Family legacy starts with health.
Talk about kidney health.
Use the Family Reunion Health Guide to discuss the connection between diabetes, high blood pressure, and kidney disease at your next family reunion—or any family gathering. Encourage your family members to get tested if they have risk factors for kidney disease. You don't need to be a health professional; we'll show you how.
Family reunions are fun. You have a chance to talk about old times with relatives, honor ancestors, sample favorite family recipes, and enjoy being together. And while the family is together, it's also a great time to talk about family health. It's a great time to make the kidney connection.
This guide will help you talk to your family about kidney disease and its connection to diabetes and high blood pressure. You may know family members who have diabetes or high blood pressure or both. What you may not know is that diabetes and high blood pressure are the two leading causes of kidney failure, which affects African Americans more than other groups.
If you think your family members would be open to a short talk at your reunion—consider conducting this 15-minute Make the Kidney Connection health discussion. It presents a quick overview of the most important information your family members should know about kidney disease: how to know if they are at risk, how to get tested, and what can be done if they have kidney disease.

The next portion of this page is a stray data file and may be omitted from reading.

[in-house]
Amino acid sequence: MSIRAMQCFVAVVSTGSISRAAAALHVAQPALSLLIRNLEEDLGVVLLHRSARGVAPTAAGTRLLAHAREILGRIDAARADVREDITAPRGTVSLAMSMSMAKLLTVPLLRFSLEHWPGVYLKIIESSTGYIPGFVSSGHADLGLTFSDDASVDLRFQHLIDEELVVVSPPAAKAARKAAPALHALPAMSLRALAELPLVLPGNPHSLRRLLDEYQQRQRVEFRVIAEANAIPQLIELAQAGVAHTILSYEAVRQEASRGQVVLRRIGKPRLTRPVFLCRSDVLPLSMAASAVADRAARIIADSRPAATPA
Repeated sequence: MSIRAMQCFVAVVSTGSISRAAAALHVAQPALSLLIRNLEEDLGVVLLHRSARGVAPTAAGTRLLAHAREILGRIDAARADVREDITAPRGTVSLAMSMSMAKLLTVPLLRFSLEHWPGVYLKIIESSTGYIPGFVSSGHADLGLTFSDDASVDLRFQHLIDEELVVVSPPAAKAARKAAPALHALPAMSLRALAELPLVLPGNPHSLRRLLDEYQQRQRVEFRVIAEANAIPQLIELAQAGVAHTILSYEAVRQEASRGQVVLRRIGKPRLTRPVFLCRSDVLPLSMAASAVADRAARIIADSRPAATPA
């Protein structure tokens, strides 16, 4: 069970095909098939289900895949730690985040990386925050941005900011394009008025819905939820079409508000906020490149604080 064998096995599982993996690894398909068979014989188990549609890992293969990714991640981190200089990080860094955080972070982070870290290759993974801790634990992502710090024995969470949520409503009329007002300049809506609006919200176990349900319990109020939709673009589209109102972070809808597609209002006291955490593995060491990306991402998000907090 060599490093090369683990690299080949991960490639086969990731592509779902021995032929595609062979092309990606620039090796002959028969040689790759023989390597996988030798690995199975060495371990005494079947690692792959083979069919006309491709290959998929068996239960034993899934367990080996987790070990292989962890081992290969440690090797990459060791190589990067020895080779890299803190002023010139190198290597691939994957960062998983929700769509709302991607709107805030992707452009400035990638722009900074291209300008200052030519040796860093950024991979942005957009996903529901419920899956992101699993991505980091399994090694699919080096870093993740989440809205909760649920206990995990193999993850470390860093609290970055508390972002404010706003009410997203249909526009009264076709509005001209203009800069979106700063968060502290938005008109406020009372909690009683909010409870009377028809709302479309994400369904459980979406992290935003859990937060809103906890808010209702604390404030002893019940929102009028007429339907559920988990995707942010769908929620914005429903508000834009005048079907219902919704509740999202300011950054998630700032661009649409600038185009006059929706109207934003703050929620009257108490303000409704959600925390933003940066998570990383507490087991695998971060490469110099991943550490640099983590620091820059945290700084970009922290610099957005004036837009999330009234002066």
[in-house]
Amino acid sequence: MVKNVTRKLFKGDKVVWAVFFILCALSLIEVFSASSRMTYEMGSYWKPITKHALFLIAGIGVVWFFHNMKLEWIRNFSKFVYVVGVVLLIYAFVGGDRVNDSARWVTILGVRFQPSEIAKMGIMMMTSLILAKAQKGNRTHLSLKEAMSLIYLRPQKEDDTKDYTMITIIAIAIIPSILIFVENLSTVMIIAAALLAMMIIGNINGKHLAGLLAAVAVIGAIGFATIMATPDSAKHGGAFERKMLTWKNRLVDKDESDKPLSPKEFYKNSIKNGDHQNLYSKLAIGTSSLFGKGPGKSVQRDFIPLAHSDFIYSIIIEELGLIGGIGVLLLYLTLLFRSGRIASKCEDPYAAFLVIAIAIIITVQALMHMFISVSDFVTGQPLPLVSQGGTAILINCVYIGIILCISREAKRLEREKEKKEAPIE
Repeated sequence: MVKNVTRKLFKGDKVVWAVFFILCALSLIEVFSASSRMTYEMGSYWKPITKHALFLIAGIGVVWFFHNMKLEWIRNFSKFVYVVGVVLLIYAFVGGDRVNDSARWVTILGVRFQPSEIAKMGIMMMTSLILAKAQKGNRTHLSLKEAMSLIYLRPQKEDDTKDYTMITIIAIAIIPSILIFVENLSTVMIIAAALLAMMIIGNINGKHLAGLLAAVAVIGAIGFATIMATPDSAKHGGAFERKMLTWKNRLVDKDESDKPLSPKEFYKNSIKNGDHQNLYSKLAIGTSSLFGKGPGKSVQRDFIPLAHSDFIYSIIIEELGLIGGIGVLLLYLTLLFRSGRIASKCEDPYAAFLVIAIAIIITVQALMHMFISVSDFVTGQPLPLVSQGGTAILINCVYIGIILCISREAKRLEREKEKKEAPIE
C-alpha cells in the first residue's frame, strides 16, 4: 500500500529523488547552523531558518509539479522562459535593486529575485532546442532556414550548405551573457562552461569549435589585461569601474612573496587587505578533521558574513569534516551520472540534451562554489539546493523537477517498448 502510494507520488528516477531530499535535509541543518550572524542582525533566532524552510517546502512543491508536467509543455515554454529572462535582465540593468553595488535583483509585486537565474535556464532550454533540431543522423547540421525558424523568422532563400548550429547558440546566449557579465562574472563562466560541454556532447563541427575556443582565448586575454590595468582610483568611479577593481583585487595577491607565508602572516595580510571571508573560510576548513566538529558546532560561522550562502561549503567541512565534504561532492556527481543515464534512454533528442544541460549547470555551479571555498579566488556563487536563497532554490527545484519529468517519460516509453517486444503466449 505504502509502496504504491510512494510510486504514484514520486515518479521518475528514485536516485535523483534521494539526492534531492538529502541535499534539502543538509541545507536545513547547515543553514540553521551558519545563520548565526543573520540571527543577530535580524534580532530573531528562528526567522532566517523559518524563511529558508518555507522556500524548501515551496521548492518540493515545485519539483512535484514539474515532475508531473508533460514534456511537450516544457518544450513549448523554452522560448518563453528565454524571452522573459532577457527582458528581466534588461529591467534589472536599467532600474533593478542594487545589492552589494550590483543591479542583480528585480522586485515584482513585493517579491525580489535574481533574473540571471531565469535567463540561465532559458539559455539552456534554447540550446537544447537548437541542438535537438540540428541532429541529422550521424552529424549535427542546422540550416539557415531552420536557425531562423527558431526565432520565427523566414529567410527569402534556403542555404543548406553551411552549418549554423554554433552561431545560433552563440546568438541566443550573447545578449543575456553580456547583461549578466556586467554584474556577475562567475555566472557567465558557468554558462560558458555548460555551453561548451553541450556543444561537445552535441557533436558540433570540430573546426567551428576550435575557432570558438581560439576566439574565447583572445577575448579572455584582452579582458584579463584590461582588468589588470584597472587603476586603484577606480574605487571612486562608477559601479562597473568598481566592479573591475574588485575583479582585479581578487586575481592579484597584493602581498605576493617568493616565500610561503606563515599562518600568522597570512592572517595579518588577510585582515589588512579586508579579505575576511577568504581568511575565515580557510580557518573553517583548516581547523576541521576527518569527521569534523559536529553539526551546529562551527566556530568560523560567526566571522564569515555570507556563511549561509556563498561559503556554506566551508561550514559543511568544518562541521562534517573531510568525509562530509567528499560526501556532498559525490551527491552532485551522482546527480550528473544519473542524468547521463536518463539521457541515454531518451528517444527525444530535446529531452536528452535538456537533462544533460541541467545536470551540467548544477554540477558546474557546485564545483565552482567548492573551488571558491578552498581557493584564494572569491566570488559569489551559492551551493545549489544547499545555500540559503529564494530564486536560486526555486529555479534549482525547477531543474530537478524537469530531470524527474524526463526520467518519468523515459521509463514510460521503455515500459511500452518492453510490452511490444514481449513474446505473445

If you have a full weekend of activities for your family reunion, you may include this conversation during the reunion's opening reception/meet & greet dinner. Or you may carve out a time during the family picnic to talk about health. You also may decide the best opportunity to talk about kidney health is during the reunion's closing dinner, sending the family off with tips to live healthier until the next family gathering.
You can include health information at your reunion by talking one-on-one with family members at risk for kidney disease. You already may know which family members have diabetes or high blood pressure, or you may need to ask others in your family to help you identify them.
Start a conversation with these family members, and help them make the connection between their diabetes or high blood pressure and their kidney function. If your family has a family history of kidney failure, be sure to emphasize that connection.
Tips for approaching family members.
Sometimes it can be awkward talking to family members one-on-one about personal health issues. Keep these tips in mind when approaching family members at risk:
Technology makes it easier to connect with family members. You don't have to wait until your family reunion to talk about the family's health.
With this message template you may personalize and email a note to family members. Personalize and copy and paste this note into the body of an email, a Facebook message, a newsletter, or a blog template. If your family reunion has a website or your family has a blog, refine and post this message.
You also may attach a PDF of the NKDEP Questions & Answers About the Kidneys and Kidney Disease fact sheet to the email to share it with your loved ones. You can post this message as a note on Facebook, tagging family members and loved ones. You also may include the message in your family reunion newsletter.
I came across this information and thought it would be helpful for many of us who are managing diabetes and high blood pressure. I recently learned that diabetes and high blood pressure are the leading causes of kidney failure. Some of us may know that we have diabetes or high blood pressure, but may not know that these conditions put us at risk of developing kidney disease.